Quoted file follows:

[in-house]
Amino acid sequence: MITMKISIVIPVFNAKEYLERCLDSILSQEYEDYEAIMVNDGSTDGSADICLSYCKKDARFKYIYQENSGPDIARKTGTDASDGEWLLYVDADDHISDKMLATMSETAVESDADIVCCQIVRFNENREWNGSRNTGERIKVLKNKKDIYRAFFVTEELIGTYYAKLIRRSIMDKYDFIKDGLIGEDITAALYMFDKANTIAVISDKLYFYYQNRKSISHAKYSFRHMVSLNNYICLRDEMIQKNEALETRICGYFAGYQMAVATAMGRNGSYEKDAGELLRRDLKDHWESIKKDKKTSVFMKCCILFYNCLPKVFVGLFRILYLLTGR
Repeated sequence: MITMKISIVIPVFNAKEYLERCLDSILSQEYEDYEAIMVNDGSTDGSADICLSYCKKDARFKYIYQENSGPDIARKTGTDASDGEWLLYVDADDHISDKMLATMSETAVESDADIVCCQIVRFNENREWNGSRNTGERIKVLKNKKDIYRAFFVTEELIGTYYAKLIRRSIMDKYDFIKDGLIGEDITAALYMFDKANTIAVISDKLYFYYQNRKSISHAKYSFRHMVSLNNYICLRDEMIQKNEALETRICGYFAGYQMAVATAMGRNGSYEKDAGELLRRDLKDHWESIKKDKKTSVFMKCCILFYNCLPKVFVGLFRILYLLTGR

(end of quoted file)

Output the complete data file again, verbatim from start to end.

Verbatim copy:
[in-house]
Amino acid sequence: MITMKISIVIPVFNAKEYLERCLDSILSQEYEDYEAIMVNDGSTDGSADICLSYCKKDARFKYIYQENSGPDIARKTGTDASDGEWLLYVDADDHISDKMLATMSETAVESDADIVCCQIVRFNENREWNGSRNTGERIKVLKNKKDIYRAFFVTEELIGTYYAKLIRRSIMDKYDFIKDGLIGEDITAALYMFDKANTIAVISDKLYFYYQNRKSISHAKYSFRHMVSLNNYICLRDEMIQKNEALETRICGYFAGYQMAVATAMGRNGSYEKDAGELLRRDLKDHWESIKKDKKTSVFMKCCILFYNCLPKVFVGLFRILYLLTGR
Repeated sequence: MITMKISIVIPVFNAKEYLERCLDSILSQEYEDYEAIMVNDGSTDGSADICLSYCKKDARFKYIYQENSGPDIARKTGTDASDGEWLLYVDADDHISDKMLATMSETAVESDADIVCCQIVRFNENREWNGSRNTGERIKVLKNKKDIYRAFFVTEELIGTYYAKLIRRSIMDKYDFIKDGLIGEDITAALYMFDKANTIAVISDKLYFYYQNRKSISHAKYSFRHMVSLNNYICLRDEMIQKNEALETRICGYFAGYQMAVATAMGRNGSYEKDAGELLRRDLKDHWESIKKDKKTSVFMKCCILFYNCLPKVFVGLFRILYLLTGR